The key to accomplishing more by doing less – is actually very simple. You need to ask yourself a single question before you start down a particular task: “How much revenue will this generate for me?” If you begin to apply that filter to your list of activities – you’ll find yourself changing what you do, and the order and importance of your daily tasks.

Now, I’m not really a big “list” guy. I don’t have a compulsive need to write detailed lists and get them “checked off.” But, I will say – if you ask yourself that (potentially) million dollar question “How much revenue will this generate for me” – you’ll be more focused on what you do, and will be able to make measurable progress toward your goal.

Come up with an outline list of all the things you need to do to make that first sale. For example:

1) Product Development

  • Debug login section
  • Add paging feature
  • Get latest URL to outside testers
  • Investigate iPhone version
  • Investigate Blackberry version

2) Product Marketing

  • Finish website
  • Add page for ordering
  • Add comment page for support
  • Fill out the “about us” section
  • Make a version for mobile devices
  • Link blog to main site
  • Add blog entries
  • Post to forums to raise awareness
  • Take out banner ad on
  • Make PDF brochure
  • Write “intro” email
  • Update social media with blog entries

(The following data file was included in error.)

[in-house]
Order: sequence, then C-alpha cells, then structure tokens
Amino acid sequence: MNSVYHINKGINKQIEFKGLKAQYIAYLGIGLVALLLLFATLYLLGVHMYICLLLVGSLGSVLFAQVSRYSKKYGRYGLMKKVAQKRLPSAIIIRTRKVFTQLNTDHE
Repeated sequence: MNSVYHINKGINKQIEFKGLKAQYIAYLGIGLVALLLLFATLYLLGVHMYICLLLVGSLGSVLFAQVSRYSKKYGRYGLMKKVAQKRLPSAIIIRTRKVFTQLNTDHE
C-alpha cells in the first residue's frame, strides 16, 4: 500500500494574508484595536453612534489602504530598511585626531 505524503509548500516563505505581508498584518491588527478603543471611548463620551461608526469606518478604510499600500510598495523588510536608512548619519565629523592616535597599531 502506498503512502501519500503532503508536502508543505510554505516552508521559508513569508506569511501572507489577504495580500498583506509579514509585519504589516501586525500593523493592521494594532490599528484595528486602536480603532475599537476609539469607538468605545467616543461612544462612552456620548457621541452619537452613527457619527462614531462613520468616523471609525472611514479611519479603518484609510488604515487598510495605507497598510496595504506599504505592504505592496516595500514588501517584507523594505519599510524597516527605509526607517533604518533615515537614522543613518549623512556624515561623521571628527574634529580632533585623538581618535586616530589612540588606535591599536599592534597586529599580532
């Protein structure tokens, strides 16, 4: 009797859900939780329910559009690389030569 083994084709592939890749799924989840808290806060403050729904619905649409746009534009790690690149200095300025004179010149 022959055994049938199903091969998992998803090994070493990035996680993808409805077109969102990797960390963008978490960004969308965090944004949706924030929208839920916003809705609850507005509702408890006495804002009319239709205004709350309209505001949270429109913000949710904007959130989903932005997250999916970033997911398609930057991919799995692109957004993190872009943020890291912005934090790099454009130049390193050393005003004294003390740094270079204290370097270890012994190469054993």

Of course your list will be more comprehensive – this is only a guide. But in taking a look at all the stuff that “needs to be done” – ask your question: “How much revenue will this generate for me?”

If you put each task through that filter – you may decide that getting the mobile version stuff can come out in 1.x. You can also see that getting your site where people can actually buy something directly relates where tasks like “fill out the about us section”, while important, can wait until you get the basics done.

Once you’ve put all your items through the filter – it may wind up looking something like this:

A) Product Launch TO DO:

1) Product Development

  • Debug login section
  • Add paging feature
  • Get latest URL to outside testers (by Monday)

2) Product Marketing

  • Finish website
  • Add page for ordering
  • Write “intro” email

B) Directly After Launch:

1) Product Marketing

  • Finish website
  • Add comment page for support
  • Fill out the “about us” section
  • Link blog to main site
  • Post to forums to raise awareness
  • Make PDF brochure
  • Write “intro” email

C) 1.x Enhancements

1) Product Development

  • Investigate iPhone version
  • Investigate Blackberry version

2) Product Marketing

  • Finish website
  • Make a version for mobile devices
  • Take out banner ad on

D) On-going tasks:

1) Product Marketing

  • Add blog entry (1x per week – Wednesday afternoon)
  • Update social media with blog entries